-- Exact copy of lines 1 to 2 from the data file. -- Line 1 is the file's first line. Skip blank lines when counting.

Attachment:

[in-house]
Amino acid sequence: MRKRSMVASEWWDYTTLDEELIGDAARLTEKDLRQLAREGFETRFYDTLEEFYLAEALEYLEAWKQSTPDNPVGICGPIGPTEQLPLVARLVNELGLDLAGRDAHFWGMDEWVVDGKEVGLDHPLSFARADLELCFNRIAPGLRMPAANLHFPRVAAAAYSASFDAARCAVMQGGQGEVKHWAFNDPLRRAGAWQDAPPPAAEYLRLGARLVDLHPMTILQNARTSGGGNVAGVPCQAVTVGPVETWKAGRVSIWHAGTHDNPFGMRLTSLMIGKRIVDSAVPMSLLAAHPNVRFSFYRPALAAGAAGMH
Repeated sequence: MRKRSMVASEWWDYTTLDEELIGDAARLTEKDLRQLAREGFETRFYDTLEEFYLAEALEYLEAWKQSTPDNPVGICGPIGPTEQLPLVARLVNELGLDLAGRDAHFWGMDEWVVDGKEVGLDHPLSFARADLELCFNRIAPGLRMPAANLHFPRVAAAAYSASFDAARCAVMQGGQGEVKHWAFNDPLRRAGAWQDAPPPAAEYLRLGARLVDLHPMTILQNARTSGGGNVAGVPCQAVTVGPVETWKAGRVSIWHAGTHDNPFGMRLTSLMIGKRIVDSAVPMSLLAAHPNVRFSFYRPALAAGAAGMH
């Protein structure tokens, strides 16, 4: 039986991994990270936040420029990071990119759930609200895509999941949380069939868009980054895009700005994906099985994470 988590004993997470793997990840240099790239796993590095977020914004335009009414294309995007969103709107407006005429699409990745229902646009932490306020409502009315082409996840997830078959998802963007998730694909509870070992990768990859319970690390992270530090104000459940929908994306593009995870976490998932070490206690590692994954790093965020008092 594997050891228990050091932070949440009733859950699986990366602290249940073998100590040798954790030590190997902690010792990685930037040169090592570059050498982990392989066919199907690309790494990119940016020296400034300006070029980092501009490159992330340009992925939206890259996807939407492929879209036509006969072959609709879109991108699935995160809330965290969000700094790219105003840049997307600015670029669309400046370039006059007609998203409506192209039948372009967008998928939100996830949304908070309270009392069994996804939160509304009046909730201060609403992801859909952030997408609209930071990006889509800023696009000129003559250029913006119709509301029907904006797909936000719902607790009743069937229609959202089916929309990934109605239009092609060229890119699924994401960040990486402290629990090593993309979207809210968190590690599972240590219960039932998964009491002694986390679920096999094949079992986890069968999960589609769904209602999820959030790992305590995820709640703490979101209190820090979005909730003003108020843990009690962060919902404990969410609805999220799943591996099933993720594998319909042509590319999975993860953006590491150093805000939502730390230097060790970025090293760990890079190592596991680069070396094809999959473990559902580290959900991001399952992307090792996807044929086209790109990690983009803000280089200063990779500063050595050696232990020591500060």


[in-house]
Amino acid sequence: MRKRSMVASEWWDYTTLDEELIGDAARLTEKDLRQLAREGFETRFYDTLEEFYLAEALEYLEAWKQSTPDNPVGICGPIGPTEQLPLVARLVNELGLDLAGRDAHFWGMDEWVVDGKEVGLDHPLSFARADLELCFNRIAPGLRMPAANLHFPRVAAAAYSASFDAARCAVMQGGQGEVKHWAFNDPLRRAGAWQDAPPPAAEYLRLGARLVDLHPMTILQNARTSGGGNVAGVPCQAVTVGPVETWKAGRVSIWHAGTHDNPFGMRLTSLMIGKRIVDSAVPMSLLAAHPNVRFSFYRPALAAGAAGMH